Designing the characters for this film was one of the most enjoyable parts of the process, as I found inspiration for my leading ladies in my closest friends. I engaged in a years-long learning process in which I was pushed to redefine my own use of stereotypes in film, drawing from my crew of women and non-binary people who span the spectrum of ethnicities, sexualities, genders, and vocations, and ultimately reflected back what they’d like to see more of in the media. This process granted me insight and even more motivation to fill the void of female representation, to create a work of art in which real women have honest conversations about their lives, hopes, fears, and sorrows.

My local Brooklyn landscape and inner imagination were obvious background players for this project, and served to enrich the multi-textural settings encompassed by the film. I shot the raw material in my bedroom, with frequent sojourns to Rockaway beach; woven into the film is footage of the meandering above-ground A-train ride that serves up jewel box views of outer Brooklyn.

My commitment to this film was affirmed by my decision to leave Brooklyn to focus on the grueling animation process, relocating to a makeshift studio in my father’s attic in his home perched high in the Northern California foothills. Here in this provisional artist’s bunker, I was free to immerse myself in the world, hunched over for hours on end carefully animating the pre-existing footage. During these intensive eight months, I completed half of the film. After returning to Brooklyn, it took another seven months to balance full-time waitressing and animation until I finally completed the work.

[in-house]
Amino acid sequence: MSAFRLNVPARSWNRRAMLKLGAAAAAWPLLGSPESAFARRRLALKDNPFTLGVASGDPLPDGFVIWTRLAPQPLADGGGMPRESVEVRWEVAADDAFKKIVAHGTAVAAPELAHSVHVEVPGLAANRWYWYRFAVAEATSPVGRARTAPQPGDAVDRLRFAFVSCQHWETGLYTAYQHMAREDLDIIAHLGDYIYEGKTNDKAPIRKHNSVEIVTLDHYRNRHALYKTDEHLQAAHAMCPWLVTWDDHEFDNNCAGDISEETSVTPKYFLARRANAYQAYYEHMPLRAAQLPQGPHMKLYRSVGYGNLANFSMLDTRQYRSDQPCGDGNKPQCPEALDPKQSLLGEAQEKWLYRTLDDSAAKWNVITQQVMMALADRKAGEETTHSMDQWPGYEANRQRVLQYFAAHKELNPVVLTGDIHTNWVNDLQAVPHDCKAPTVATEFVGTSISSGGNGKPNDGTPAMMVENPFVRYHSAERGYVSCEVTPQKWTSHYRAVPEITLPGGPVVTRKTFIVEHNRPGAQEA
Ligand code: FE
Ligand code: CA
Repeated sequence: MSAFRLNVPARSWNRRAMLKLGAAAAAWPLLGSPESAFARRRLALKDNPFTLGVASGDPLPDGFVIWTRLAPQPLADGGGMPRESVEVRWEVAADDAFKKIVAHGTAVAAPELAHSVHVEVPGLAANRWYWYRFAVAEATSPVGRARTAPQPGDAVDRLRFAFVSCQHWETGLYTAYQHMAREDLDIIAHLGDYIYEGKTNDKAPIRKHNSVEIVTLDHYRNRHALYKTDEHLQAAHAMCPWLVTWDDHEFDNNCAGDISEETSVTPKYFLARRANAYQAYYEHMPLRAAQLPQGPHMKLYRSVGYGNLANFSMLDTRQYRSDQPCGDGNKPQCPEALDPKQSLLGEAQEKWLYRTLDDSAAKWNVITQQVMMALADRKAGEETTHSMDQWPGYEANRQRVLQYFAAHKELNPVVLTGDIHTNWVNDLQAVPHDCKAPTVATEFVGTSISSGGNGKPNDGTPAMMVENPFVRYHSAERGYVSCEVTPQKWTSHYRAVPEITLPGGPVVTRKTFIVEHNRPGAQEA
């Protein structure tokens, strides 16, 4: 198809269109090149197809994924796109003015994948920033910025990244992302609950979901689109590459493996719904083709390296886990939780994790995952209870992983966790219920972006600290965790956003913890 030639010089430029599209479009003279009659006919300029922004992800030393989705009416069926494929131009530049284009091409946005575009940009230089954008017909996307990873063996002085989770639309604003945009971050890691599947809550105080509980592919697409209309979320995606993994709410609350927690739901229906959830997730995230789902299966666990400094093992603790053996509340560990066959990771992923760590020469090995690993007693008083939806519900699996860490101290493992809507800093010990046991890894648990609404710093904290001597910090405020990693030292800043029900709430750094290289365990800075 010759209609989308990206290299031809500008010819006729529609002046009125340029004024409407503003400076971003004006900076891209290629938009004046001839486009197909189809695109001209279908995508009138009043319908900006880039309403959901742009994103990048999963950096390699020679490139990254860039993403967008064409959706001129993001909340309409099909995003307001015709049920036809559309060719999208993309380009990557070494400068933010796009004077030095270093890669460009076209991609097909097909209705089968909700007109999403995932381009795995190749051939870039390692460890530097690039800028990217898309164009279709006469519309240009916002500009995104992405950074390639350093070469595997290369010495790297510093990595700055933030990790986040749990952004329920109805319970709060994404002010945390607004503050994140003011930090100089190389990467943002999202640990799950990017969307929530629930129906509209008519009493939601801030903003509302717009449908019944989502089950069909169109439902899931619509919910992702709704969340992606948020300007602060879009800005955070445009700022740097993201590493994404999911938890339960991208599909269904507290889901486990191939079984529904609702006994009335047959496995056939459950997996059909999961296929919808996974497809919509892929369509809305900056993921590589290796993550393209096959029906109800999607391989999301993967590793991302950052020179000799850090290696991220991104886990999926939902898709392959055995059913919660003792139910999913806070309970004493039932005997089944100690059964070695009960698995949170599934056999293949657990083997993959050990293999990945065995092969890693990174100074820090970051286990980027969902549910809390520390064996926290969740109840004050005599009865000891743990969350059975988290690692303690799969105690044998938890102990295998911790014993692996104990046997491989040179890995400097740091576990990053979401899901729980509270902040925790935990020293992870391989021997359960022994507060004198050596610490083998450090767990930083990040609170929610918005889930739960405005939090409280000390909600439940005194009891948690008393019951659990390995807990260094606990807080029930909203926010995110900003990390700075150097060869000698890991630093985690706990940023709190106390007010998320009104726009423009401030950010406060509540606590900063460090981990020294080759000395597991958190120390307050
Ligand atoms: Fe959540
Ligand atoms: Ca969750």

Paramount to this process was using this film to showcase the talents of woman-identified artists. I know firsthand the sting of dismissal, for no reason other than the chauvinism and misogyny that plague the field. Despite financial limitations, I’ve ensured that every woman gets paid, and that every woman’s time and work are treated with respect. Beyond this, I pledged for the film to be created by women from top to bottom; for example, I hired women animators to color my frames, and I only collaborated with women musicians to create the soundtrack.  In the end, I am most proud of this film for amplifying voices that would have gone unheard.

Reaching a stopping point with this film meant sacrificing opportunities to enhance each character’s personal story and visuals. Although I’ve realized that there are endless themes I’d like to explore in my work, I am committed to using my skills to expand representation for the stories that are conspicuously absent from both mainstream and independent media.


Director, animator, designer, creator, producer   Danna Grace Windsor


“Jeruzine” 2012

“Jeruzine” is my undergrad thesis film from Bezalel Academy of Art and Design - Jerusalem, Israel.

The film is a tale of a sunless town, ruled by the fascist "Veginal Border Police". 
It reflects on Modern day Jerusalem and her problems. Violence, Militarism and gender issues.


Yair Elazar Glotman